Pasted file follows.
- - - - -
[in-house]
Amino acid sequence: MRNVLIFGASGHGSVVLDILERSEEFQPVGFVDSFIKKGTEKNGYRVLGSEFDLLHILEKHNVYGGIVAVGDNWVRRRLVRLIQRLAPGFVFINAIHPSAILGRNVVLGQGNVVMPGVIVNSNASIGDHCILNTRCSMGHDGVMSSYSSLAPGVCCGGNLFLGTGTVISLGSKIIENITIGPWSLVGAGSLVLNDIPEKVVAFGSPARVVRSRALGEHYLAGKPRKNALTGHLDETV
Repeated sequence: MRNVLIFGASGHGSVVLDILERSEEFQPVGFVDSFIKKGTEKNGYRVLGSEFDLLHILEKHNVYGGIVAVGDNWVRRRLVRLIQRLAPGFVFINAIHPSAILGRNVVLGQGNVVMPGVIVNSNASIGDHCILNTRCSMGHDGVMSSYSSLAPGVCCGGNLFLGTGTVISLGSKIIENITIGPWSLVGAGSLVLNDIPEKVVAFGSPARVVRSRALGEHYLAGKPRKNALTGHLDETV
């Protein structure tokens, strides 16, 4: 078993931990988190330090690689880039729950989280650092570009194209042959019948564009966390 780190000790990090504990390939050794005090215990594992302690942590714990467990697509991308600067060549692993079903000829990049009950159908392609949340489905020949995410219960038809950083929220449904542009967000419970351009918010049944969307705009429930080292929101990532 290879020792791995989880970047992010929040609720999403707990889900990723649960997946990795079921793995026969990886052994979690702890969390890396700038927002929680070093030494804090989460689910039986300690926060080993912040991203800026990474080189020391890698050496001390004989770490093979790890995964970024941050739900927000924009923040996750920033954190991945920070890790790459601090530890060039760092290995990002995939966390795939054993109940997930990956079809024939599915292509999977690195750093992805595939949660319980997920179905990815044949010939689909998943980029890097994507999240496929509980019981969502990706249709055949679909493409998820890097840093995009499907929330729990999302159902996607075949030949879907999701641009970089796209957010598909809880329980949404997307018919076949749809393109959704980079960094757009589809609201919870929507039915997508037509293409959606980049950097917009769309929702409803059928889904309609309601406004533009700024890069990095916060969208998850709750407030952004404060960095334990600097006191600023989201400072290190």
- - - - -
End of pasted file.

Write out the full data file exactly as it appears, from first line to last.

[in-house]
Amino acid sequence: MRNVLIFGASGHGSVVLDILERSEEFQPVGFVDSFIKKGTEKNGYRVLGSEFDLLHILEKHNVYGGIVAVGDNWVRRRLVRLIQRLAPGFVFINAIHPSAILGRNVVLGQGNVVMPGVIVNSNASIGDHCILNTRCSMGHDGVMSSYSSLAPGVCCGGNLFLGTGTVISLGSKIIENITIGPWSLVGAGSLVLNDIPEKVVAFGSPARVVRSRALGEHYLAGKPRKNALTGHLDETV
Repeated sequence: MRNVLIFGASGHGSVVLDILERSEEFQPVGFVDSFIKKGTEKNGYRVLGSEFDLLHILEKHNVYGGIVAVGDNWVRRRLVRLIQRLAPGFVFINAIHPSAILGRNVVLGQGNVVMPGVIVNSNASIGDHCILNTRCSMGHDGVMSSYSSLAPGVCCGGNLFLGTGTVISLGSKIIENITIGPWSLVGAGSLVLNDIPEKVVAFGSPARVVRSRALGEHYLAGKPRKNALTGHLDETV
């Protein structure tokens, strides 16, 4: 078993931990988190330090690689880039729950989280650092570009194209042959019948564009966390 780190000790990090504990390939050794005090215990594992302690942590714990467990697509991308600067060549692993079903000829990049009950159908392609949340489905020949995410219960038809950083929220449904542009967000419970351009918010049944969307705009429930080292929101990532 290879020792791995989880970047992010929040609720999403707990889900990723649960997946990795079921793995026969990886052994979690702890969390890396700038927002929680070093030494804090989460689910039986300690926060080993912040991203800026990474080189020391890698050496001390004989770490093979790890995964970024941050739900927000924009923040996750920033954190991945920070890790790459601090530890060039760092290995990002995939966390795939054993109940997930990956079809024939599915292509999977690195750093992805595939949660319980997920179905990815044949010939689909998943980029890097994507999240496929509980019981969502990706249709055949679909493409998820890097840093995009499907929330729990999302159902996607075949030949879907999701641009970089796209957010598909809880329980949404997307018919076949749809393109959704980079960094757009589809609201919870929507039915997508037509293409959606980049950097917009769309929702409803059928889904309609309601406004533009700024890069990095916060969208998850709750407030952004404060960095334990600097006191600023989201400072290190």